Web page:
The number of people housed in private prisons increased five times faster than the total prison population between 2000 and 2016, says “Capitalizing on Mass Incarceration,” a new report from The Sentencing Project, an advocacy organization that supports alternatives to incarceration.
During the same period, the number of people detained in private immigration facilities increased by 442 percent.
“Political influence has been instrumental in determining the growth of for-profit private prisons and continues today in various ways,” the report says.
“If overall prison populations continue the current trend of modest decline, the privatization debate will likely intensify as opportunities for the prison industry dry up and corrections companies seek profit in other areas of criminal justice services and immigration detention.”
The report notes that the federal government is the nation’s largest user of
private prisons, but it has reduced its population in private prisons in recent years.
Still, Attorney General Jeff Sessions last year withdrew an Obama administration directive to phase out private prison contracting, saying the directive had “impaired” the federal corrections system’s ability “to meet future needs.”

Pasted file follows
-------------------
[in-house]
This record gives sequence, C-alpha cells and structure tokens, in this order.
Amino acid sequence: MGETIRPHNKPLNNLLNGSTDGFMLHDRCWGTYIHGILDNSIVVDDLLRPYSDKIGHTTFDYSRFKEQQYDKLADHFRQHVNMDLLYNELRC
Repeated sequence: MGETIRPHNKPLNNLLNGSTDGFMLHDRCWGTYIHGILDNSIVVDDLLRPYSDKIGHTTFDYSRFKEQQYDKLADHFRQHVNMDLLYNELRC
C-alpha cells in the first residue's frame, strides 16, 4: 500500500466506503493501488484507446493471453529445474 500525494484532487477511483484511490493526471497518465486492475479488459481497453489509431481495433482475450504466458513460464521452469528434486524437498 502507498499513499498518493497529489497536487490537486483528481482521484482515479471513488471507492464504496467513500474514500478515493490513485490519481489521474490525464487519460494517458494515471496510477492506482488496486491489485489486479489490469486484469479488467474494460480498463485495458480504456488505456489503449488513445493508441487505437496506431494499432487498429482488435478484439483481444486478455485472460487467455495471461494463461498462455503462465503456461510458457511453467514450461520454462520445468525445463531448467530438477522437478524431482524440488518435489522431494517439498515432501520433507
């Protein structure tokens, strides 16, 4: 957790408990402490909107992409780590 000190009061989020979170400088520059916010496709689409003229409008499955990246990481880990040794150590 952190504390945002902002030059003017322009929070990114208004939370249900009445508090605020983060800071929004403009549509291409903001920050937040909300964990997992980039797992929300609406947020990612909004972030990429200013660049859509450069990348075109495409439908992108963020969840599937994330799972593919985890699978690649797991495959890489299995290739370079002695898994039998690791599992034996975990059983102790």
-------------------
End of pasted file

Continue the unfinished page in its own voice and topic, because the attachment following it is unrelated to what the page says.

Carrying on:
Among other findings of the report:
- Of the total U.S. prison population, one in 12 people (128,063) was incarcerated
in private prisons in 2016, an increase of 47 percent since 2000.
- The top three states in numbers of inmates in private facilities as of 2016 were Texas, with nearly 13,700, Florida, with more than 12,000, and Arizona, with more than 8,200.
- The largest private prison corporations, Core Civic and GEO Group, collectively
manage more than half of U.S. private prison contracts, with combined
revenues of $3.5 billion as of 2015.
- Private-prison firms often trim budgets by employing mostly non-union and low-skilled workers at lower salaries and offer limited benefits compared with staff at publicly run institutions.
- Cost savings claims associated with prison privatization are unfounded, based on research over decades.
This summary was prepared by Ted Gest, president of Criminal Justice Journalists and Washington bureau chief of The Crime Report. Readers’ comments welcome.